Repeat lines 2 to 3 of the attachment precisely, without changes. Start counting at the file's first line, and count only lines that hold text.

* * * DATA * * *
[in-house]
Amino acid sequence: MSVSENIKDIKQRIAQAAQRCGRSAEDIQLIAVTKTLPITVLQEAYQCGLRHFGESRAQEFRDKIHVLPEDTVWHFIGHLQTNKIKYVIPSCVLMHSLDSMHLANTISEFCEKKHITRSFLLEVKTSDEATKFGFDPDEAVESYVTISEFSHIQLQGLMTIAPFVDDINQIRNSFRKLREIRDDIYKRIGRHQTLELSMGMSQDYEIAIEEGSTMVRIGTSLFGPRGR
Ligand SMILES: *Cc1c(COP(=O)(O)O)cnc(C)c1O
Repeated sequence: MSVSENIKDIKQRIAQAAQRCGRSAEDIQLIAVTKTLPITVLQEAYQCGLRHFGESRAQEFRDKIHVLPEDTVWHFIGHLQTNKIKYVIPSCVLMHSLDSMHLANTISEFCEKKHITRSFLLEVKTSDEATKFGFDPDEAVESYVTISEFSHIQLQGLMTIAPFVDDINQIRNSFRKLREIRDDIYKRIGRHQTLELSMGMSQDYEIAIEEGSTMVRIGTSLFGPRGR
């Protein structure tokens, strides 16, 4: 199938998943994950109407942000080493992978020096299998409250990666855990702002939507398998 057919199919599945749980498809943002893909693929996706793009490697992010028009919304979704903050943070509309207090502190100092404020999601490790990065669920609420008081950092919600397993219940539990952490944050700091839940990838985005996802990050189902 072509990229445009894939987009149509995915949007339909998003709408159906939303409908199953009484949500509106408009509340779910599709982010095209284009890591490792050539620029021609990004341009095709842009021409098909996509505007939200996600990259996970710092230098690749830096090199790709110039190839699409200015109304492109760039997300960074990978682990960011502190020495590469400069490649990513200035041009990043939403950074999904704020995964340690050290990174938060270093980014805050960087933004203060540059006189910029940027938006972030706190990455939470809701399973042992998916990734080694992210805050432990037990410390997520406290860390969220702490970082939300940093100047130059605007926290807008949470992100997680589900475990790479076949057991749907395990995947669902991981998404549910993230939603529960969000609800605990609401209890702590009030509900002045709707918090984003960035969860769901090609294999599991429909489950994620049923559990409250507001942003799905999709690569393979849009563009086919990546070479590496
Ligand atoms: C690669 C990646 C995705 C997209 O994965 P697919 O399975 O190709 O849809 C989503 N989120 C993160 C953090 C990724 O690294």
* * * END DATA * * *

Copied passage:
Amino acid sequence: MSVSENIKDIKQRIAQAAQRCGRSAEDIQLIAVTKTLPITVLQEAYQCGLRHFGESRAQEFRDKIHVLPEDTVWHFIGHLQTNKIKYVIPSCVLMHSLDSMHLANTISEFCEKKHITRSFLLEVKTSDEATKFGFDPDEAVESYVTISEFSHIQLQGLMTIAPFVDDINQIRNSFRKLREIRDDIYKRIGRHQTLELSMGMSQDYEIAIEEGSTMVRIGTSLFGPRGR
Ligand SMILES: *Cc1c(COP(=O)(O)O)cnc(C)c1O